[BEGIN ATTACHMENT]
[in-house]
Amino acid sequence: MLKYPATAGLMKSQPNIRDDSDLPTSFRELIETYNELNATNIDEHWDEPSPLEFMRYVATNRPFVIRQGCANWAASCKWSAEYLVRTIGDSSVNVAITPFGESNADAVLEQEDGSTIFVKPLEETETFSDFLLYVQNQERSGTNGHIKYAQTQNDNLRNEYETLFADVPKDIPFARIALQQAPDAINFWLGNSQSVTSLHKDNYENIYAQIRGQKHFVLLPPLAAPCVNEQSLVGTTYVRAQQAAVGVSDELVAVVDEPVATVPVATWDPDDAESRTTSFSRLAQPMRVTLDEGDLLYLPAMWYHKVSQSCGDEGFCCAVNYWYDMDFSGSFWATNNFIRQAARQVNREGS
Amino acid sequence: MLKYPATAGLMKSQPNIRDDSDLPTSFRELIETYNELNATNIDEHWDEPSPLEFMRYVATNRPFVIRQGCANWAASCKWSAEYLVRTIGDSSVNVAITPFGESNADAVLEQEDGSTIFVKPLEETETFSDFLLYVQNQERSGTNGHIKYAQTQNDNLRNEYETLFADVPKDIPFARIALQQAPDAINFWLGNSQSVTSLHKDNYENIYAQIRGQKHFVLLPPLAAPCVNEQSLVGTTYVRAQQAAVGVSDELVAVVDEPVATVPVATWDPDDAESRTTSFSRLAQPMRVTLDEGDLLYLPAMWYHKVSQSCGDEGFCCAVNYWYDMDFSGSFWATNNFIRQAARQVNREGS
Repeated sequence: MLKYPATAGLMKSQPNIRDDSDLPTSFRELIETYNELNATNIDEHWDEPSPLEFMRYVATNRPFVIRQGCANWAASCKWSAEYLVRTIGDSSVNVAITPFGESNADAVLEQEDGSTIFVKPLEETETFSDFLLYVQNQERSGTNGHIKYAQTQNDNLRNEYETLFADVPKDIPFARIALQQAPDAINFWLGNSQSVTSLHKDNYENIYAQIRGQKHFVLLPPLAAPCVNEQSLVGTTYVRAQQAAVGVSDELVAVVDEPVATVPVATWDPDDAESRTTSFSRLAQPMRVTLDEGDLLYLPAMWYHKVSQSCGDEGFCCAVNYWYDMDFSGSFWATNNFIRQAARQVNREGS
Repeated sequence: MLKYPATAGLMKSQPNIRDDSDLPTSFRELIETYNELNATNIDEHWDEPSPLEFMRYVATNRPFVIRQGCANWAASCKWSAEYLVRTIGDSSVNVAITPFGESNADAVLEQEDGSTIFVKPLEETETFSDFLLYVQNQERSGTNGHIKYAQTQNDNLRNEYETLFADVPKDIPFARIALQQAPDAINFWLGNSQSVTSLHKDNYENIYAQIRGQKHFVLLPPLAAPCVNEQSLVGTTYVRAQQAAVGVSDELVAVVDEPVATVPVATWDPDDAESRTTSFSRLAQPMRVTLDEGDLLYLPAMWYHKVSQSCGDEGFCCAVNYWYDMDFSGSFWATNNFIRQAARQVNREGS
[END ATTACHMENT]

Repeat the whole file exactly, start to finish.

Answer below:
[in-house]
Amino acid sequence: MLKYPATAGLMKSQPNIRDDSDLPTSFRELIETYNELNATNIDEHWDEPSPLEFMRYVATNRPFVIRQGCANWAASCKWSAEYLVRTIGDSSVNVAITPFGESNADAVLEQEDGSTIFVKPLEETETFSDFLLYVQNQERSGTNGHIKYAQTQNDNLRNEYETLFADVPKDIPFARIALQQAPDAINFWLGNSQSVTSLHKDNYENIYAQIRGQKHFVLLPPLAAPCVNEQSLVGTTYVRAQQAAVGVSDELVAVVDEPVATVPVATWDPDDAESRTTSFSRLAQPMRVTLDEGDLLYLPAMWYHKVSQSCGDEGFCCAVNYWYDMDFSGSFWATNNFIRQAARQVNREGS
Amino acid sequence: MLKYPATAGLMKSQPNIRDDSDLPTSFRELIETYNELNATNIDEHWDEPSPLEFMRYVATNRPFVIRQGCANWAASCKWSAEYLVRTIGDSSVNVAITPFGESNADAVLEQEDGSTIFVKPLEETETFSDFLLYVQNQERSGTNGHIKYAQTQNDNLRNEYETLFADVPKDIPFARIALQQAPDAINFWLGNSQSVTSLHKDNYENIYAQIRGQKHFVLLPPLAAPCVNEQSLVGTTYVRAQQAAVGVSDELVAVVDEPVATVPVATWDPDDAESRTTSFSRLAQPMRVTLDEGDLLYLPAMWYHKVSQSCGDEGFCCAVNYWYDMDFSGSFWATNNFIRQAARQVNREGS
Repeated sequence: MLKYPATAGLMKSQPNIRDDSDLPTSFRELIETYNELNATNIDEHWDEPSPLEFMRYVATNRPFVIRQGCANWAASCKWSAEYLVRTIGDSSVNVAITPFGESNADAVLEQEDGSTIFVKPLEETETFSDFLLYVQNQERSGTNGHIKYAQTQNDNLRNEYETLFADVPKDIPFARIALQQAPDAINFWLGNSQSVTSLHKDNYENIYAQIRGQKHFVLLPPLAAPCVNEQSLVGTTYVRAQQAAVGVSDELVAVVDEPVATVPVATWDPDDAESRTTSFSRLAQPMRVTLDEGDLLYLPAMWYHKVSQSCGDEGFCCAVNYWYDMDFSGSFWATNNFIRQAARQVNREGS
Repeated sequence: MLKYPATAGLMKSQPNIRDDSDLPTSFRELIETYNELNATNIDEHWDEPSPLEFMRYVATNRPFVIRQGCANWAASCKWSAEYLVRTIGDSSVNVAITPFGESNADAVLEQEDGSTIFVKPLEETETFSDFLLYVQNQERSGTNGHIKYAQTQNDNLRNEYETLFADVPKDIPFARIALQQAPDAINFWLGNSQSVTSLHKDNYENIYAQIRGQKHFVLLPPLAAPCVNEQSLVGTTYVRAQQAAVGVSDELVAVVDEPVATVPVATWDPDDAESRTTSFSRLAQPMRVTLDEGDLLYLPAMWYHKVSQSCGDEGFCCAVNYWYDMDFSGSFWATNNFIRQAARQVNREGS